A Literary Magazine of and about the Heart of the California Desert
Now accepting submissions in all genres: poetry, fiction, essays, articles, interviews....for issue #3 to be published March 21 (spring 2009 equinox.) Please submit work that reflects the essence of the desert: particularly, but not limited to the California desert region.
We especially like writing that transcends the everyday with mystique desert visions induced in such activities as UFO sighting; speaking up and taking a brave stand against the corpo-terrors of proposed windmill and solar panel farms, mega-watt voltage lines (as if we need more - the desert is already maligned with them,) and toxic and urban landfills that threaten some of the last sacredness and spiritual purity of what is left in California's southeasternmost wedge; the alt-magic occurring in the vibrations of middle of nowhere raves, in the loneliness of a desert refugee, in the bravery of the art of disappearing into the desert...most of all: what can you tell us without telling? What shadows comprise the heart of your "desert" love and "experiences" and "spiritual renewal" or "country-club-loving, Mojave and Western Colorado/Sonoran Desert sunrise magic?"
That is what we are looking for, here at "The Seed." What you can write about by not-telling, not selling-out, not-telling people when you find an amazing hot springs on a gun-shooting outing with an ex-Army ranger who later becomes your boyfriend; when you find sleeping circles in a place far off any map; when you actually live in some crude, ramshackle old homesteader's shack lacking plumbing and floorboards, in a remote area where old hippies sip peyote tea 24/7 and long-subdued members of the Manson family stop by with bags of oranges en route to cultivating their small marijuana crops in little canyons spilling from the coastal mountain ranges, whose locales I shall never name, when you live sans A/C in your house or car and just take naps in the hot part of the day....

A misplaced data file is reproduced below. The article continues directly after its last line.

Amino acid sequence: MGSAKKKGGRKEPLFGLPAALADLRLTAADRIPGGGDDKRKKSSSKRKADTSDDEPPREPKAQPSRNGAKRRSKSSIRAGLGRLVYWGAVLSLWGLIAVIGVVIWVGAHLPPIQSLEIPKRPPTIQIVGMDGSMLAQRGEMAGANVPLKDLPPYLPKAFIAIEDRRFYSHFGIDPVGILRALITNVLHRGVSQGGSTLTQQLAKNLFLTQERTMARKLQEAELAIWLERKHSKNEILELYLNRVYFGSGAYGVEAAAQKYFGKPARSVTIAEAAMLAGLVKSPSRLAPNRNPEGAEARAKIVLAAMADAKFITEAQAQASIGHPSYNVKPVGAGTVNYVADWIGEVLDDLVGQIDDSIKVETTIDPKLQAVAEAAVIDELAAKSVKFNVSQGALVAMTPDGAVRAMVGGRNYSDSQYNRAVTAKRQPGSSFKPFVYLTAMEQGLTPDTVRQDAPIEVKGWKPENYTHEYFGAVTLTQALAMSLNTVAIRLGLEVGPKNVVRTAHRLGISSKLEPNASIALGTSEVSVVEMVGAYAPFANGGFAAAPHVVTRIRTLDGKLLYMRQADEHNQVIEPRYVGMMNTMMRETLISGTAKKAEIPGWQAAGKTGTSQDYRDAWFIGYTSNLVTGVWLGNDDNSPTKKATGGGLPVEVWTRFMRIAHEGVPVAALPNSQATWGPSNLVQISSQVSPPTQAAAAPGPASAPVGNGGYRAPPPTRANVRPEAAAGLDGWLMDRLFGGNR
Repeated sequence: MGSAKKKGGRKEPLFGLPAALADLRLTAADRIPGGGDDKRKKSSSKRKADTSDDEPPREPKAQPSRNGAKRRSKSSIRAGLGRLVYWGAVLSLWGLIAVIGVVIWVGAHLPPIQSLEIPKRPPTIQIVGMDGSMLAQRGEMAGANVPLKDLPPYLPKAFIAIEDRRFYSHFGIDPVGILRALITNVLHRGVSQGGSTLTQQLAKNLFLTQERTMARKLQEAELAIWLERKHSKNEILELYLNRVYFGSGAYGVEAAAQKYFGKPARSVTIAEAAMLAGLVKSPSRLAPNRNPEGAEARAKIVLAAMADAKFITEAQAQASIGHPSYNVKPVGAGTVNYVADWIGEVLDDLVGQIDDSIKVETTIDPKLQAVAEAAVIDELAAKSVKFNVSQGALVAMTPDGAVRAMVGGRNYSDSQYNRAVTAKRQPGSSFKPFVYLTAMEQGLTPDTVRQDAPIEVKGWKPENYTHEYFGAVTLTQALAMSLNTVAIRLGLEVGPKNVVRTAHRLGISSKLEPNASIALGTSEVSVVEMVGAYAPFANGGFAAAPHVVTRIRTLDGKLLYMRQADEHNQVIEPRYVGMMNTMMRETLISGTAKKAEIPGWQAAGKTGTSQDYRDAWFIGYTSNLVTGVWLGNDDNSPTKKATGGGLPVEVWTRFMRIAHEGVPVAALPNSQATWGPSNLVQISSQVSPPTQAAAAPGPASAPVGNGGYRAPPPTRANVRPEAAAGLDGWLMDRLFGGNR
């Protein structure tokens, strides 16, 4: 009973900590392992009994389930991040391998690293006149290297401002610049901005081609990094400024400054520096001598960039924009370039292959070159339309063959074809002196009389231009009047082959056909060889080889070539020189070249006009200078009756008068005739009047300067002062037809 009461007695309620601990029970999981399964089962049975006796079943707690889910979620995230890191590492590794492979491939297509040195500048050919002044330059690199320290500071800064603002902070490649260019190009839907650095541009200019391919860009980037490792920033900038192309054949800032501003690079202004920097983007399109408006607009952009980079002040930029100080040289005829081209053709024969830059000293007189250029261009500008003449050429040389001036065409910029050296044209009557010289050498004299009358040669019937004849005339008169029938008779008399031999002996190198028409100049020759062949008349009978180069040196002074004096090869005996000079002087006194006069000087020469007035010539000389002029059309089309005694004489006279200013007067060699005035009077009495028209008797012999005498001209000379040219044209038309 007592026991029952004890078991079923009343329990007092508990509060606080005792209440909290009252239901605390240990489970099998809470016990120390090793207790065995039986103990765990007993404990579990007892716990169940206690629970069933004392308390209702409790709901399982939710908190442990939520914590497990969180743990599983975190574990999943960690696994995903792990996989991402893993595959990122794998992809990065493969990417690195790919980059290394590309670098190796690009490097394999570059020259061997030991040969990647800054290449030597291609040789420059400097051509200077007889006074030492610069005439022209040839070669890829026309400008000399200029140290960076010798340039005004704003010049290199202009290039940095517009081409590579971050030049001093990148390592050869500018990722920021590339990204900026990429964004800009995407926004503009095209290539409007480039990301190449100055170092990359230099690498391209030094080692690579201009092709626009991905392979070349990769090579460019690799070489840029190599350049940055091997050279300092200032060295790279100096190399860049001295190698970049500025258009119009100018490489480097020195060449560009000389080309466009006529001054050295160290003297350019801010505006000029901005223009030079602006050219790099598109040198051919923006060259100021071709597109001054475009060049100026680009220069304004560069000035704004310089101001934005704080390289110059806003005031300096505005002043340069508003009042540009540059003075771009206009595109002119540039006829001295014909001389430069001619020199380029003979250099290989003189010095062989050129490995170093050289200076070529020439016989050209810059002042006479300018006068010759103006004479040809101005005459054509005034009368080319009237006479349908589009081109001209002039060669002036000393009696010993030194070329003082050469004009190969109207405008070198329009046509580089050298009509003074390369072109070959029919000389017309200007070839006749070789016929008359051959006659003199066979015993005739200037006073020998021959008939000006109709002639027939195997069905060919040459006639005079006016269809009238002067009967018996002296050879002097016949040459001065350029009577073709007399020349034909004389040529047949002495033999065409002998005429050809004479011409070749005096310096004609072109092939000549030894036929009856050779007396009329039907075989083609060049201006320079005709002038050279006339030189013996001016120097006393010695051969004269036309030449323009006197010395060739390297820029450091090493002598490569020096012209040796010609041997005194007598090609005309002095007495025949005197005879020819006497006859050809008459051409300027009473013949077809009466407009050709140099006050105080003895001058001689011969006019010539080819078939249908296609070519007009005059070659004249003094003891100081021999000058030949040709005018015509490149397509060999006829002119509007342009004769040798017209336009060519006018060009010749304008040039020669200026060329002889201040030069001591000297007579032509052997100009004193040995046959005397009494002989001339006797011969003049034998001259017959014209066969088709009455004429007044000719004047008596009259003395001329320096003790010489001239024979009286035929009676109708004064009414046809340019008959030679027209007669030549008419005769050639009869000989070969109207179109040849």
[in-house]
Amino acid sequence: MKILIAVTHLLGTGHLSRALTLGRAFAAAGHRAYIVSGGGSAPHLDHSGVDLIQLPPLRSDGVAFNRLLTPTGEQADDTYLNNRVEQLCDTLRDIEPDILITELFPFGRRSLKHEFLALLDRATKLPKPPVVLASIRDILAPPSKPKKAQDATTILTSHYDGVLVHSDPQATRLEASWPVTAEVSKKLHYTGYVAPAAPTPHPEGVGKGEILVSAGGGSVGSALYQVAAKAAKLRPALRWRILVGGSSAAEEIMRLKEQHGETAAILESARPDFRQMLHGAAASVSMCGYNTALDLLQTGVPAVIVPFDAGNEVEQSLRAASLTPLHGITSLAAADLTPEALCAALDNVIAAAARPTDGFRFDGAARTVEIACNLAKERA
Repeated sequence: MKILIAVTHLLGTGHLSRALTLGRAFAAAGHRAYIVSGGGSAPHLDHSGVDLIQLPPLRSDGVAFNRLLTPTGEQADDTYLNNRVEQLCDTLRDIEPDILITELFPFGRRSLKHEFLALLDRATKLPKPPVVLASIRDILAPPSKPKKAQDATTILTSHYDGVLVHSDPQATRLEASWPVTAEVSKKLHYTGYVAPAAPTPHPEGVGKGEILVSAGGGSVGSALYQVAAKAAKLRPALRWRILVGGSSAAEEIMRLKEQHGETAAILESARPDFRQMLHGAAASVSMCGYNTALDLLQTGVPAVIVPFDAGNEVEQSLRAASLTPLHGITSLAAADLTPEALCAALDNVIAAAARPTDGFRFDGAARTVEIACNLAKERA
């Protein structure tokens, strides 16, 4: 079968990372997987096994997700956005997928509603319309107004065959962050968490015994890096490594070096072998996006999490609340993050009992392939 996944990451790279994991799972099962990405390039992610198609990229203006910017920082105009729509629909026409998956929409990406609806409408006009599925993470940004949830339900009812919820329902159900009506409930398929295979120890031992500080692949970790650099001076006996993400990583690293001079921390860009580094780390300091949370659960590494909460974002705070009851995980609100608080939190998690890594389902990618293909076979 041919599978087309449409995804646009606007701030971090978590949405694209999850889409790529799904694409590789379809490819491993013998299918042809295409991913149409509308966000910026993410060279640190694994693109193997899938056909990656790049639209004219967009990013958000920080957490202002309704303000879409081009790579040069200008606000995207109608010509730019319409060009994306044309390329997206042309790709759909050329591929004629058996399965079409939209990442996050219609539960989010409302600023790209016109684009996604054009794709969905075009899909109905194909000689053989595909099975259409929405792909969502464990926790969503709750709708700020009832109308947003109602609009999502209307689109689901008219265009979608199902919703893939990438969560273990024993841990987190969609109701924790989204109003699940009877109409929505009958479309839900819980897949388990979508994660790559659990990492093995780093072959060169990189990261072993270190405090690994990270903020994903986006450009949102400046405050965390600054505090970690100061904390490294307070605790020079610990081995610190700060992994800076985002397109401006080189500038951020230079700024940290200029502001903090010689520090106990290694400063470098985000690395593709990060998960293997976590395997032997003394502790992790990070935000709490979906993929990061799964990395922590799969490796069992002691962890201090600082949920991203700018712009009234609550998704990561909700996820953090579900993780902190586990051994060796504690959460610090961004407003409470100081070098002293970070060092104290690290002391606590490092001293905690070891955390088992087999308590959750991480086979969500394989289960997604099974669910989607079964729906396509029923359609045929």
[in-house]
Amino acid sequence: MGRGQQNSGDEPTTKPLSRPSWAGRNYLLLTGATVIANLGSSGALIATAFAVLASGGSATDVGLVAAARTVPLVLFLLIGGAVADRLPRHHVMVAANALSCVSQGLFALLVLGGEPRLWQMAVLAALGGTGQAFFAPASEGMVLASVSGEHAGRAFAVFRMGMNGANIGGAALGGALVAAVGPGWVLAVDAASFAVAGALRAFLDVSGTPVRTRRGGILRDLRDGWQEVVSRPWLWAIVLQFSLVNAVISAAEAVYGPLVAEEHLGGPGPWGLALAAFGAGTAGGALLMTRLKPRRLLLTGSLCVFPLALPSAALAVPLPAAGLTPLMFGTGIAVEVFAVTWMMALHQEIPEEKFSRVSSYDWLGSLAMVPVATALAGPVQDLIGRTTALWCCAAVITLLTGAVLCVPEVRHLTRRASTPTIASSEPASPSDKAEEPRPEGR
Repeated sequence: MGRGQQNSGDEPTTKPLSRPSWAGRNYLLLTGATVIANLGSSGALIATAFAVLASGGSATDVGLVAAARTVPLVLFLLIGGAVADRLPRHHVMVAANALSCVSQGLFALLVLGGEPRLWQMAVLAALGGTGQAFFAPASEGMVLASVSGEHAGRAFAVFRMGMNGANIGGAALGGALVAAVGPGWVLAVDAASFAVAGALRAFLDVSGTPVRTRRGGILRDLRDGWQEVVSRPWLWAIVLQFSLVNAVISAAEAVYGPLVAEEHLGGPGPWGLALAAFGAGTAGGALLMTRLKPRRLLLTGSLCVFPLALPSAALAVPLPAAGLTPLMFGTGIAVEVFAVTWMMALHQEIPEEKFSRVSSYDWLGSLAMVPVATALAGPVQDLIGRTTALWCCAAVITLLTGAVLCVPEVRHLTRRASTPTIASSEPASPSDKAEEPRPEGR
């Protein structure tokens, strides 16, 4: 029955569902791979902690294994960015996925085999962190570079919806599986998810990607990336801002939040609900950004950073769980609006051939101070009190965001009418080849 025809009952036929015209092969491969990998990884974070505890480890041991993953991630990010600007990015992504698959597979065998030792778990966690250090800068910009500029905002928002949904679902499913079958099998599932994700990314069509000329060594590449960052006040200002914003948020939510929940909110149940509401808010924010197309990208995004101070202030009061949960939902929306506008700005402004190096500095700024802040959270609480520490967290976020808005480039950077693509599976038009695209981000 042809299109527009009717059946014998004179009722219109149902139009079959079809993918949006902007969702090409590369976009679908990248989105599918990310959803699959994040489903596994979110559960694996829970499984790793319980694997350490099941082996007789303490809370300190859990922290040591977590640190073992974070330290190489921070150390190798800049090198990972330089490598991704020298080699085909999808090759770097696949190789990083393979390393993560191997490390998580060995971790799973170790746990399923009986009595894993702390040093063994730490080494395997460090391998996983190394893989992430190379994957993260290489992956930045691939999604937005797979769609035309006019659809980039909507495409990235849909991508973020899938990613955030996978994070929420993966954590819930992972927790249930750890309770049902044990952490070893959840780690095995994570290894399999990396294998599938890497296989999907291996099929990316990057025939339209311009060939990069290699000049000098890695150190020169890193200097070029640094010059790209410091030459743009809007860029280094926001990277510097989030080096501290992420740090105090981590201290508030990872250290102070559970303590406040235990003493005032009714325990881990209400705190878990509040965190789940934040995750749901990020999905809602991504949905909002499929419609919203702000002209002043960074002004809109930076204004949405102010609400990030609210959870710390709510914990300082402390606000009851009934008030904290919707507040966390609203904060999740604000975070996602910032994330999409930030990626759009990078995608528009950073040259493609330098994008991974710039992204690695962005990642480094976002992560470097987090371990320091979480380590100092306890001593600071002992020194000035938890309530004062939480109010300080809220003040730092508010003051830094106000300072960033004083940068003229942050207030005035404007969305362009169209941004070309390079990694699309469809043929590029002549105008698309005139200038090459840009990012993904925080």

So, to all you new "desert lovers" - more advice on your Phantom Seed submissions from this "indigenous-gangsta" desert girl who grew up hiking places like Rattlesnake Canyon and chillin' at Cock Rock, watering a lone juniper out near the Lucerne Valley cutoff (dirt road 20 miles from "town,) with her little baby in a backpack; working the fire crews to protect immensely imaginative crags of brittle mountain near Slash X Ranch - back when the desert wasn't yet "in vogue," wasn't yet picture smeared (think: "the Joshua Tree album by U2) across album covers, mass produced in advertising campaigns and trashed during major film-making (which, to be honest, began way back in the 20's with silent movies and, epitomically, Cecile B. De Mille's "Old Testatement" movie, even before my time, though we all believed it was Israel....).....and now, with the Internet.....way too easy to figure it all out! So, that's what WE WOULD LOVE FOR YOUR WRITING to be about, for the Seed: bring on your best work and get real about writing the landscape you think you wanna love (woo your supposed crush) and call your own.
Do it well: with top-notch writing and select words that an only come from the random desert experiences such as hugging creosotes after the rare rain, doing something bad like burying a few obsidian arrowheads so that the obvious petroglyph-thieves in a sadly neglected BLM archaological site don't get ahold of those, too...getting stuck 40 miles off-road near some unmapped volcanic plug far, far from Barstow on a cold February day and....walking that 40 miles when the distributor cap on your '72 Toyota dies out and flagging down some guy close to midnight on the closest entrance to the I-40 who wants to take you to a cheap Hinkley hotel (sorry, can't go there)....help clean up myriad meth-lab remains while on fire patrol in places NOT protected by the loving little wedge of the ever-precious and immensely "cell phone safe" designer Joshua Tree Park and surrounding hamlets of trendy, Sedona-in-the-making Joshua Tree, 29 Palms, Yucca. Well, it could all go in 2012, or if firearms are once allowed, loaded and concealed, in the Park, or if the smog gets too bad, or the rock climbers go on strike but....it's pretty good for now, albeit all the darknesses on the fringe...